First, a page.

The following is an excerpt from a paper I wrote for my  Story of Christian Spirituality class. I figured I would share this portion because it informs the way I engage my Faith:

Raised in the churches of Christ, I definitely participated in LTC and Bible Bowl. That taught me to value proof-texting and taking things out of context. I believed, basically, that the churches of Christ had sprouted up out of the Bible with little or no history behind it. People one day just started reading their Bibles and, POOF, orthodoxy AND orthopraxy just sort of fell into place. We needed to make sure we got doctrine right (not theology—theology wasn’t a Biblical word—we needed doctrine). Particular beliefs included the five steps to salvation, baptismal regeneration (though regeneration isn’t actually a Biblical word, nor did they actually use the term), and Biblical innerancy (also not Biblical). We also needed to make sure we got practice right which, honestly, was probably even more important than doctrine. In particular, there were no instruments in worship, communion every Sunday, a small group of men as elders, autonomy of the local congregation, and others.

Actually, though, the church I grew up in didn’t seem to hold too tightly to any of those distinctives (as evidenced by the fact that they now use instruments and have women on staff), but the culture of getting things right certainly pervaded my growing up. At some point toward the end of high school I decided that I was a Calvinist. This was mostly because a group of vocal Reformed pastors (Mark Driscoll, Matt Chandler, and John Piper in particular) were the only people I heard taking the Faith seriously. I discovered toward the end of high school that most Christians I knew really didn’t want to live lives of radical surrender to Christ, and so when I first heard a Chandler sermon, I was instantly refreshed. Calvinism has the advantage of answering just about every question, and if Calvin himself didn’t get around to answering the question, then both Piper and Driscoll are more than willing to take a shot at it with their respective Q and A video sessions. This time period in my life had the advantage of curing me from thinking that I had a monopoly on Orthopraxy because, as Driscoll describes, we need a living orthodoxy that is, we need to hold fast to doctrine but we can change method according to culture and context. I stopped being a Calvinist after taking a few Bible classes at ACU.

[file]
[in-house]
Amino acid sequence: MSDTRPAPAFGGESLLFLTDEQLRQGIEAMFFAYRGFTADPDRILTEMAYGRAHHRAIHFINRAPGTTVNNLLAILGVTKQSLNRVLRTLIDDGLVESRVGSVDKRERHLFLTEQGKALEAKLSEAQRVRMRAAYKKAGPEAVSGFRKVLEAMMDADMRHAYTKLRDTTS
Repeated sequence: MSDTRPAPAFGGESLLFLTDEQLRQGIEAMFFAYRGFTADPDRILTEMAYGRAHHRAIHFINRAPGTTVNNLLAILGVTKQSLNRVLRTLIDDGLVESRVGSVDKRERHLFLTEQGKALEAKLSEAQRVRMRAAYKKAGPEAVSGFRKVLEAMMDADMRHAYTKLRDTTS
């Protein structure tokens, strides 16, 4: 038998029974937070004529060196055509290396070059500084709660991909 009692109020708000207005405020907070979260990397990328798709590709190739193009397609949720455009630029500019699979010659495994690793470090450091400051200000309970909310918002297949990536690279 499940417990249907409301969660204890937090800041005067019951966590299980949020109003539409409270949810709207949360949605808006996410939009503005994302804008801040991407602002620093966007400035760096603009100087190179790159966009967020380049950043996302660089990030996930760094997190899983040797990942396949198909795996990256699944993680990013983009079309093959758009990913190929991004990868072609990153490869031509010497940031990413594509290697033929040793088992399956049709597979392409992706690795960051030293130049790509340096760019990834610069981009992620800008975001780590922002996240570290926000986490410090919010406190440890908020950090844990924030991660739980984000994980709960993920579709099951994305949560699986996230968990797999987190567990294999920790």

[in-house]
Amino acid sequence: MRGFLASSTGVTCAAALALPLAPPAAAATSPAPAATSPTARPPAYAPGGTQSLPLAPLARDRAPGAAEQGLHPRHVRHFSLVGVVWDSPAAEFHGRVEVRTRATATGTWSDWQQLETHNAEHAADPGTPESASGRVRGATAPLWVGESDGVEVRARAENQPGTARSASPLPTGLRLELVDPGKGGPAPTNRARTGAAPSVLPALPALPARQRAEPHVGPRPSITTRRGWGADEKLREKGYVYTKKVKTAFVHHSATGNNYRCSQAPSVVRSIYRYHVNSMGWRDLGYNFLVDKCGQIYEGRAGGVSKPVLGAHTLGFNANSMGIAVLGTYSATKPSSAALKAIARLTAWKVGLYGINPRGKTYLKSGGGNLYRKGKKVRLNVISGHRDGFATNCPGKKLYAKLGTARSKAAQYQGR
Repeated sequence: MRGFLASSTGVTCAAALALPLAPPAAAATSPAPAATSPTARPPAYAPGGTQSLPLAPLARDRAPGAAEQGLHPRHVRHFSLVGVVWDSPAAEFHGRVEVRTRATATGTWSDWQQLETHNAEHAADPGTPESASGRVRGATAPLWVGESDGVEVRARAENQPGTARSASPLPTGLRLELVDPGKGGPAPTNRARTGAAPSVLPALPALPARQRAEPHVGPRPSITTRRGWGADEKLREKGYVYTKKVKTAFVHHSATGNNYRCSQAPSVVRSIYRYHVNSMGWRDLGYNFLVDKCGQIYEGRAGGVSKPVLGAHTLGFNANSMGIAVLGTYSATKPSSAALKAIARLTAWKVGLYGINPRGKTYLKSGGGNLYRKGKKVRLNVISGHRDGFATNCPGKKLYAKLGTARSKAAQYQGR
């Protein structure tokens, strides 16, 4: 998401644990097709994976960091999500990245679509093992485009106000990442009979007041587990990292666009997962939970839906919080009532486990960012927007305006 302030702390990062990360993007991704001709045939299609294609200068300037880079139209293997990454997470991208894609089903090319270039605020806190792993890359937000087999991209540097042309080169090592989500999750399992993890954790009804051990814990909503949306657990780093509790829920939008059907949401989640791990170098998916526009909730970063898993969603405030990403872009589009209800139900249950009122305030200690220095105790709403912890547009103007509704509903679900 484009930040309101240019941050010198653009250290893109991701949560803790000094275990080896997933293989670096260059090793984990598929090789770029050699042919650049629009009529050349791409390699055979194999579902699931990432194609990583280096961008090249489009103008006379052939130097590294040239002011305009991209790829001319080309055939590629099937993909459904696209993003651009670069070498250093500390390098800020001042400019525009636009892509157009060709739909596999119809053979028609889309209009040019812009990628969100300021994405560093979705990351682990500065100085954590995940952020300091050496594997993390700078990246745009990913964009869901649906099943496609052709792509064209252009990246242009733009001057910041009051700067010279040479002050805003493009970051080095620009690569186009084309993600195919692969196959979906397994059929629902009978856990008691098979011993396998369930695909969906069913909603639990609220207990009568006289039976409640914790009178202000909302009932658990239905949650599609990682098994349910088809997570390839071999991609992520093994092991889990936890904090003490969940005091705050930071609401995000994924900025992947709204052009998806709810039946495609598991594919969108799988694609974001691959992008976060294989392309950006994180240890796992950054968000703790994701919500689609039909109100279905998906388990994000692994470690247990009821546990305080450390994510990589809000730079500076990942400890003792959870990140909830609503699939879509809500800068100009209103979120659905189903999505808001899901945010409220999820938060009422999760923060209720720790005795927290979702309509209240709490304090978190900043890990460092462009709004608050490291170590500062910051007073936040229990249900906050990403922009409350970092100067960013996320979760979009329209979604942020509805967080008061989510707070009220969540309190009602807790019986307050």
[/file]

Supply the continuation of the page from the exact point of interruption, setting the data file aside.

As I transitioned away from knowing all of the contents of Orthodoxy and Orthopraxy, I realized that right belief isn’t really the point and doing the right things on Sunday morning isn’t really the point either. Mining the Bible for a list of doctrines or practices is silly. It forces the Bible to fulfill a set of expectations which it was never meant to fulfill. Treating the Bible like an answer book is also a silly thing to do. Imposing our 21st century expectations or questions or theological constructs on scripture is also problematic because we then assume the Bible parrots back to us everything we already believe. As I become less certain about a number of traditional teachings—Hell, the Trinity, Original Sin—and consider a number “heresies”—Universalism, Open-Theism, Biblical fallibility, Acceptance of Homosexuality, Evolution—I realize that the thing that truly matters is what Scot McKnight has called the Jesus Creed: Love God; love others.

I think right belief about scripture, about Jesus, about God, about the Church, etc is really important; I just happen to have a different set of beliefs about that than the Fundamentalists—and, more importantly, I am ok with those beliefs being fluid. For instance, I believe that the Bible is best understood narratively. It unfolds the Heilgeschichte. More than that, however, is the fact that we are invited to participate in the sacred story. Acts 28 is a clear invitation to join the Theo-drama.

I follow N.T. Wright’s characterization of the authority of scripture. Essentially, he argues that scripture functions much like a Shakespeare play. Suppose that we find the fist four acts of an uncompleted Shakespeare play. How might we complete it? We would, perhaps, get some Shakespeare scholars, some Renaissance historians, and some trained Shakespearean actors together and ask them to write and perform the fifth act. The fifth act couldn’t merely be a product of their imagination, nor could it merely be a replication of the fourth act or even a conglomeration of all of the first four acts. It would have to be something new but, at the same time, it would need to derive plot, characterization, cast, etc from the first four acts.

In this sense, then, I value right thinking because it leads to right action. Just like the fundamentalists who value right belief about the atonement so that individuals will live morally, I value right belief about the coming Kingdom so that people will act justly and call the world to act justly as well. I understand that the Kingdom is here and yet coming. When the Kingdom is fully realized—when the story is resolved (something else for the fifth act to do)—then there will be no more war, violence, hate, racism, poverty, lust, oppression, predation, etc. And, therefore, anything in this present age that helps bring the Kingdom of mercy, peace, and justice is good. The cries of the prophets resonate in my soul. God is on about restoring the whole earth—an earth that groans for redemption. Those who fight for social justice, who combat sex-trafficking, who hold the government responsible for passing a moral budget, who protest war—those who are controlled by Kingdom values and fight for Kingdom things—have my utmost respect.

 

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